Gabe Furtado has a sound centered on simple melodicism, and his new single “Flowers” reflects this brilliantly. “Flowers” isn’t a song that tries to wow us with a lot of cosmetic theatrics or even that fanciful of a verse – on the contrary, everything here revolves around the whim of Furtado’s lead vocal, which is delivered to the audience with a surprisingly soft, fluid harmony. He isn’t scared to be a little adventurous with the rhythm of his lyrics, but he also isn’t being dictated to by an overpowering instrumental backdrop; if anything, this is a performance that lets him stretch out as much as possible, using the entire space within the mix to really show us everything he’s got inside of a relatively formulaic composition. 

“Flowers” enjoys a playful beat that is both disarming and slightly decadent in a couple of spots, but the harmonies that it’s made to frame (and, to some extent, contain) are rather venomous when we get into the second act of the song. There’s a moment where Furtado seems to want irony to overtake the optimism of his melodic presence in this track, but he’s so delicate about it that there’s no rigid shift in tone – it all flows rather breathtakingly. This is a singer and songwriter who knows how to get the most out of something simple, and his efficiencies are inarguably as much of a draw here as anything else is. Lyrics, rhythm, even the production quality relies on his straightforwardness to feel relevant.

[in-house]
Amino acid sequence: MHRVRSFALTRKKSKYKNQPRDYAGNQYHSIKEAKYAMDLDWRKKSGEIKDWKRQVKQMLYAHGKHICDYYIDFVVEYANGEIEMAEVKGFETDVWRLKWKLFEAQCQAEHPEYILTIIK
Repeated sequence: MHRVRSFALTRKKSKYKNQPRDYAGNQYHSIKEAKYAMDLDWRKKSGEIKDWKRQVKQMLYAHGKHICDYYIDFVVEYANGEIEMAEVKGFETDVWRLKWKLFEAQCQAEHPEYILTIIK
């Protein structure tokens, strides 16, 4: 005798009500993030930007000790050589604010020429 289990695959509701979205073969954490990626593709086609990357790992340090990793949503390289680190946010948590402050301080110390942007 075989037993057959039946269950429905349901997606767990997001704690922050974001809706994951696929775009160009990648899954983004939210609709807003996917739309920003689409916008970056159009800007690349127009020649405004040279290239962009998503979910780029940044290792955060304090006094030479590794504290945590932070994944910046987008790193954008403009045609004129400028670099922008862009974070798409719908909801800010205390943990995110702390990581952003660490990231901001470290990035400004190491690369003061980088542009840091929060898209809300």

This is one of the smarter poetic offerings that Furtado has assembled since first stepping into the spotlight, and it’s worth noting how unabashedly humble he’s being with pretty much every verse in the single. He isn’t having to overthink anything he’s saying because it’s coming natural, much like the emotion in the narrative that’s being built before our very ears. There are many ways you can go about putting an indie pop song like this together, but to do so with relatively no ego or pressure from behind the glass takes a comfortability with the medium few possess in this industry, and it’s something that this player clearly has in every moment of his performance in “Flowers.” 

I’m liking what Gabe Furtado is up to in this track, and judging from his ambitiousness here I would have to say that he’s only getting started with what he plans to develop his sound into in future releases. There’s a real experimental edge to hid approach in “Flowers,” but it’s not so far to the left of the mainstream as to repel those who consider themselves casual fans of indie pop only. He’s still got some space for further growth as a composer, but that’s the whole point of the statement he’s making in this single – his evolution is as fluid as the release he’s got behind the microphone, and it’s suggested in this single that we’re only seeing a fraction of what Furtado is capable of doing when there’s nothing to impede his creativity. 

Garth Thomas